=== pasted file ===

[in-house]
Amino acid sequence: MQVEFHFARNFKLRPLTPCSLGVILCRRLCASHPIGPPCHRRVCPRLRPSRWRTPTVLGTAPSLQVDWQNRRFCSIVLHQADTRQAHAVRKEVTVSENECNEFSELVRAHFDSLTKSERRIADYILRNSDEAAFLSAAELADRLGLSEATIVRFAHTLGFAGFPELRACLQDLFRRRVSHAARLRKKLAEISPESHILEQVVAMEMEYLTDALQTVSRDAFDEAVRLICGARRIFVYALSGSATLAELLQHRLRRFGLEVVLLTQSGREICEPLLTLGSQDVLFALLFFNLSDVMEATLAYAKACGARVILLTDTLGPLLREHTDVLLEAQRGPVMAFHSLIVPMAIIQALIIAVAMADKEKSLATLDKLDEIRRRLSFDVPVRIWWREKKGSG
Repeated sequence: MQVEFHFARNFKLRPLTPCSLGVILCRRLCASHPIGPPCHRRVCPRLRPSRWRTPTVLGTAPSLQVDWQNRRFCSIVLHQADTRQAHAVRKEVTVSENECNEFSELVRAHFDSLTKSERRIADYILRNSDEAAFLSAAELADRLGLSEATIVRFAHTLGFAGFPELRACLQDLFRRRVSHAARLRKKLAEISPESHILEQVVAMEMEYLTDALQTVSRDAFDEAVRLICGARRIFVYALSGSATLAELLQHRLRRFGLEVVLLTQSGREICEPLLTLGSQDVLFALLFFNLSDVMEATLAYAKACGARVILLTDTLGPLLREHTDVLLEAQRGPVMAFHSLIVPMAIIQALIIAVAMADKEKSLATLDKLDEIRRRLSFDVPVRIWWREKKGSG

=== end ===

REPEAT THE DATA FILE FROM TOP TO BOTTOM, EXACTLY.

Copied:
[in-house]
Amino acid sequence: MQVEFHFARNFKLRPLTPCSLGVILCRRLCASHPIGPPCHRRVCPRLRPSRWRTPTVLGTAPSLQVDWQNRRFCSIVLHQADTRQAHAVRKEVTVSENECNEFSELVRAHFDSLTKSERRIADYILRNSDEAAFLSAAELADRLGLSEATIVRFAHTLGFAGFPELRACLQDLFRRRVSHAARLRKKLAEISPESHILEQVVAMEMEYLTDALQTVSRDAFDEAVRLICGARRIFVYALSGSATLAELLQHRLRRFGLEVVLLTQSGREICEPLLTLGSQDVLFALLFFNLSDVMEATLAYAKACGARVILLTDTLGPLLREHTDVLLEAQRGPVMAFHSLIVPMAIIQALIIAVAMADKEKSLATLDKLDEIRRRLSFDVPVRIWWREKKGSG
Repeated sequence: MQVEFHFARNFKLRPLTPCSLGVILCRRLCASHPIGPPCHRRVCPRLRPSRWRTPTVLGTAPSLQVDWQNRRFCSIVLHQADTRQAHAVRKEVTVSENECNEFSELVRAHFDSLTKSERRIADYILRNSDEAAFLSAAELADRLGLSEATIVRFAHTLGFAGFPELRACLQDLFRRRVSHAARLRKKLAEISPESHILEQVVAMEMEYLTDALQTVSRDAFDEAVRLICGARRIFVYALSGSATLAELLQHRLRRFGLEVVLLTQSGREICEPLLTLGSQDVLFALLFFNLSDVMEATLAYAKACGARVILLTDTLGPLLREHTDVLLEAQRGPVMAFHSLIVPMAIIQALIIAVAMADKEKSLATLDKLDEIRRRLSFDVPVRIWWREKKGSG